I have a much more practical approach to The Boy's future as an adult - my focus is to help get him through school, and teach him about how important it is that he remain in treatment even when he grows up and moves out.

I still see promise in him - and no "support" group is going to take that away from me.

A note: I usually participate in Mama Kat's Writer's Workshop on Thursday. This week's prompts just didn't speak to me at.all. I got nothin'. If you want to read all of the witty and outrageous posts there, click here. Hopefully, I'll return to the fun next week.


  1. You got your hands and your heart full. I can't really relate to this but have done some work in this field. I used to be the secretary for a gal who was the hospitalization referee for the county here. Someone who dealt with vol. and invol. commitals. My heart goes out to you. People have no idea what you deal with on a 24/7 basis. Support group for your son? He sure is a handsome young man and if I learned anything from this, I learned these kids don't want to feel this way. They are so tormented, beaten down themselves. They just want to be like what they call "normal kids". No one can understand the exhaustion of having a mentally ill child until they have walked in your shoes. I honestly can just pray for you and hope that you are led to the right kind of support group where you can maybe get some support.

  2. Lori,
    Thanks for the kind words. We're having a great year here in Missouri - much better than NY.

    He's a great guy - he just needs a lot of attention (and loads of medication!).

    I will probably seek out the local NAMI folks again, if we hit a rough patch.

    We've already got him in a great school situation and have a wonderful psychiatrist and therapist, and that really helps.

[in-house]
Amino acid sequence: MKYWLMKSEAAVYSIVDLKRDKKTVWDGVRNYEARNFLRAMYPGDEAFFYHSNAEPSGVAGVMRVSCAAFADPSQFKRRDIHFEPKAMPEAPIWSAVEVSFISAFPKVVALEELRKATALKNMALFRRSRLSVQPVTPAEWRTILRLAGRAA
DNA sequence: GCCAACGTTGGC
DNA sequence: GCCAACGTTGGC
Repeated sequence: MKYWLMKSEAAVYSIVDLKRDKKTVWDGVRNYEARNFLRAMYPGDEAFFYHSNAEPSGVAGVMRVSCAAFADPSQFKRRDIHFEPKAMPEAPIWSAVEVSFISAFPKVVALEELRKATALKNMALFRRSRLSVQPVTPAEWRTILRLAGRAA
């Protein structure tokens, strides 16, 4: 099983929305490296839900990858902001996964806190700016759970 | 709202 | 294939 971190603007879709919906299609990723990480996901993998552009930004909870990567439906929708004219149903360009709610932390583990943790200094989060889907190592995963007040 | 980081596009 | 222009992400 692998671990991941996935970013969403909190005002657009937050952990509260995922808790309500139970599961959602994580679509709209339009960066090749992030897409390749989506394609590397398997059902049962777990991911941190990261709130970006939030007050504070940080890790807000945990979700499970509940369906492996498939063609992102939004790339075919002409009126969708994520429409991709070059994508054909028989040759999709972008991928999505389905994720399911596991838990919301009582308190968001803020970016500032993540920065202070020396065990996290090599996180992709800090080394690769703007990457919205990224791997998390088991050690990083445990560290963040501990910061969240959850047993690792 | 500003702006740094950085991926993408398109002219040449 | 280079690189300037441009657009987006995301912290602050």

3. I also sit here in a "pregnant pause". BUT, "The Boy" will be a success for he has a successful beacon to follow.

  4. Eh. This reminds me of the miscarriage support group I was a part of, so so briefly. It just didn't last because it made me sadder than if I were just on my own.

  5. I am sending much love to you and the Boy. You have your hands full and I just can't imagine. I don't know if it will help but have you read the book by Dr. Hyman, The Ulramind Solution? It is worth a try you might even want to look him up at his practice. Just a suggestion and I don't know if it will help but everything he states makes total sense and he seems to help so many.

    Thanks for stopping by. I hope you have a wonderful day.

  6. Your story will help others one day if it doesn't already. Just because that meeting was all adult children doesn't mean you won't help someone else with a young child. Stay strong and your belief in your son will guide him through. Wonderfully written.

  7. June...great post and obviously from the heart. It sounds like you are doing a great job as a parent and your love for "The Boy" is so evident and I am sure it is evident to him as well...even though some times he may not show it.

    One more thing...just a heads up...for some reason your blog is loading extremely slow today. I don't think it is my computer because yours has been the only one with a delay. Took about 30 to 45 seconds to load.


  8. Dan,
    You're right - it took forever to load. I notice that it was stuck on countdown.org - I set up three countdown timers yesterday.

    Maybe they need to go...sigh.

  9. Your writing is very relatable, I think you did a good job with a difficult subject. I enjoyed your writerly voice.

    Have you checked out the online support groups at bpkids.org? I'm CABF's webmaster. If you haven't checked them out, maybe you'll find it more helpful. Disclaimer: I'm CABF's webmaster! :-) I hope my dropping by isn't creepy or anything. You popped up on my technorati list.

  10. I've been to bpkids.org many times, though I am not a paying member.

    I joined Technoati just last night - that stuff really works!

    Thank you for the kind words.


Thanks for stopping by. I love your comments...I get all warm inside just reading them!